Tuesday, October 29, 2013

The Future of Metro Vancouver as a Livable Region

The idea of creating a livable region was first put down on paper in the mid-1970s. Since that time, more policies have been progressively put in place that have set Metro Vancouver on the path to being a world leader in livability. We have been successful in preserving farmland, green space, and providing a transportation network that gives people choices with a world-class transit system, an increasingly connected cycling network, and walkable town centres. These walkable town centres also provide a variety of housing options and opportunities for business. All in all, we have been moving towards a region that will not only serve the needs of the current generation, but future generations to come. While things have generally been moving on a positive path towards sustainability, we are actually at a crossroads that could either further move us in the direction of livability, or potentially unravel the more than 35 years of progressive policy.

Yesterday, I was having lunch with a friend and we started talking about how there has never been so many threats to the livability of the region as there is today. In the next few years, we will know the future path of Metro Vancouver.

The first threat to the livability of Metro Vancouver is the conflict between the province and the region over the future of transportation. While the region and local governments are recognizing that future transportation improvements need to focus on walking, cycling, and transit, the province is on a massive freeway building spree. The challenge is that this freeway building program will not help the majority of people in the region get from their homes to work, school, and other activities. Without walking, cycling, and transit options, our local road network will become increasingly congested as there simply is no room for more roads. A further threat lies in the fact that the province is set on holding a referendum on funding for transit. What happens if people vote no? What is plan B? Without transit, the ability of our region to build livable, interconnected town centres will be compromised. We will be locked into a future of highway tolls, auto-oriented sprawl, increasing congestion, and rising transportation costs. But this is not the only threat.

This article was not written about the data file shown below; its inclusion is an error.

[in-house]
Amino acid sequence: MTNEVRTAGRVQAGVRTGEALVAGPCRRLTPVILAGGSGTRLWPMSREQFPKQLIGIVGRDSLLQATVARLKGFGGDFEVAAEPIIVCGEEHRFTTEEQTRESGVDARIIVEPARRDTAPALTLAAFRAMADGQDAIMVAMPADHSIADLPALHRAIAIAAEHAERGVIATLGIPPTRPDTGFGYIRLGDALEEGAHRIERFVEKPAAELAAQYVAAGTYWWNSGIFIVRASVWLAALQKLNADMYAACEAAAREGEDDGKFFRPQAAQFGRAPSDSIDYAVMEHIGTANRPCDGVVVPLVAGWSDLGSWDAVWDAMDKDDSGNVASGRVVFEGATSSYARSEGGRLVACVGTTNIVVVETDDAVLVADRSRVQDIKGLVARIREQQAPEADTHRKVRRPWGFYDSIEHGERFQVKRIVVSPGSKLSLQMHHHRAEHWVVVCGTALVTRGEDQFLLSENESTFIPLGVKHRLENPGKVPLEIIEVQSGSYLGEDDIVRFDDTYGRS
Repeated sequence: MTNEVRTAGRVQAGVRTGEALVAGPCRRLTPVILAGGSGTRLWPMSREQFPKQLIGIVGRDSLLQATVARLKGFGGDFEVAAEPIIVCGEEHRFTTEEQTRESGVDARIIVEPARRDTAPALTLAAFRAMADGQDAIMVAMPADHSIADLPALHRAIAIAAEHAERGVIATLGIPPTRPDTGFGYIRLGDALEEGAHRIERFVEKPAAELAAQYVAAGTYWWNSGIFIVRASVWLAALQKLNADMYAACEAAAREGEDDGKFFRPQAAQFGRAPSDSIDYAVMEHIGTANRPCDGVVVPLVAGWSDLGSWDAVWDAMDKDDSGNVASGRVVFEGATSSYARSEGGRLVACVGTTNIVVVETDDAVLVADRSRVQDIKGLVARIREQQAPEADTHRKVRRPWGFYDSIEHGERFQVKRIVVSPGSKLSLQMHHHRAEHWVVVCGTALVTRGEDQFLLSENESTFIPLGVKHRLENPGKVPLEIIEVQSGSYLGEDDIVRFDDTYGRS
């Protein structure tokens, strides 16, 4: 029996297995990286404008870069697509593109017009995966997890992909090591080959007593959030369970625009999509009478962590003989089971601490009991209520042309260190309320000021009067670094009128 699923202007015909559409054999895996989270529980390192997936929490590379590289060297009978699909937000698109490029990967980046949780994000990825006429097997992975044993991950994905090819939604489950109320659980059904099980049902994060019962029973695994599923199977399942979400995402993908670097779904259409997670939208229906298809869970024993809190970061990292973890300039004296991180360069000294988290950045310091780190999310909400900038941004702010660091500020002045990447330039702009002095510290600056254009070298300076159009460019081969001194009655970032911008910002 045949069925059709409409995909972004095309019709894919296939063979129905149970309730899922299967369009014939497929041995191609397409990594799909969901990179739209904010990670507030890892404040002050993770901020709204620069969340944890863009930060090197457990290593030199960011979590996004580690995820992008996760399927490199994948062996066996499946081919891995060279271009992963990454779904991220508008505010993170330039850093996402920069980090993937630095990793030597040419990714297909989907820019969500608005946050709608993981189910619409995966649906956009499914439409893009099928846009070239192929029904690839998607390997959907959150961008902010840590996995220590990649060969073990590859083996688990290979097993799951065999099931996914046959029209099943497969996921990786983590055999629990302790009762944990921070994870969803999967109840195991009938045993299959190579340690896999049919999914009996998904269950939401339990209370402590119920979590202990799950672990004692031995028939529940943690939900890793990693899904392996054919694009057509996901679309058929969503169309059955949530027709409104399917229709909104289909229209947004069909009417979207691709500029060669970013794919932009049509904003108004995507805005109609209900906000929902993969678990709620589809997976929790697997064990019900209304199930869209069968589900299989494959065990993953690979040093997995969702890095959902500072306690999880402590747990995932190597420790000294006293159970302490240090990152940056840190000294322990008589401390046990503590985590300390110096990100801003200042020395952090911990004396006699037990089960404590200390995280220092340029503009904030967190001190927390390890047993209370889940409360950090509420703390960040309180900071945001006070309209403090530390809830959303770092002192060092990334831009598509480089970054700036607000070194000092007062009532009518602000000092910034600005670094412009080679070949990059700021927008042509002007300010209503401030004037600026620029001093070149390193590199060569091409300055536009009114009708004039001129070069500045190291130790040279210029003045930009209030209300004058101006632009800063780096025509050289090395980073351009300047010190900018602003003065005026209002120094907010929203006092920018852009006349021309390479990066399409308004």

Right now Metro Vancouver and the Township of Langley are heading to court over the Trinity Western University district. This is the first time that the power of a regional district to regulate land-use has been tested in court. Depending on the outcome, the ability of regions throughout BC to regulate land-use will either be confirmed or denied. If denied, municipal governments will be tempted (and likely will) to sprawl into rural areas and develop housing on industrial land. But there is one more threat to the livability of our region.

The Agricultural Land Reserve (ALR) has protected the best farmland in the province which happens to be in Metro Vancouver and the Fraser Valley. This protection has ensured the success of a vibrant agricultural sector in the region. It has also acted as a de facto urban growth boundary. The provincial government suggested this summer that they want to examine the role of the Agricultural Land Commission who regulates the ALR. If the power to protect the ALR is weakened or removed, the viability of farming in Metro Vancouver will be threatened as farmland gets converted into auto-oriented sprawl.

In the next few years, we will know the future of Metro Vancouver. We will either stay the course as a livable region that other parts of the world look to as a model, or our policies that protect our region will be unravelled which will result in more congestion and sprawl, while the things that make our region special get paved over.

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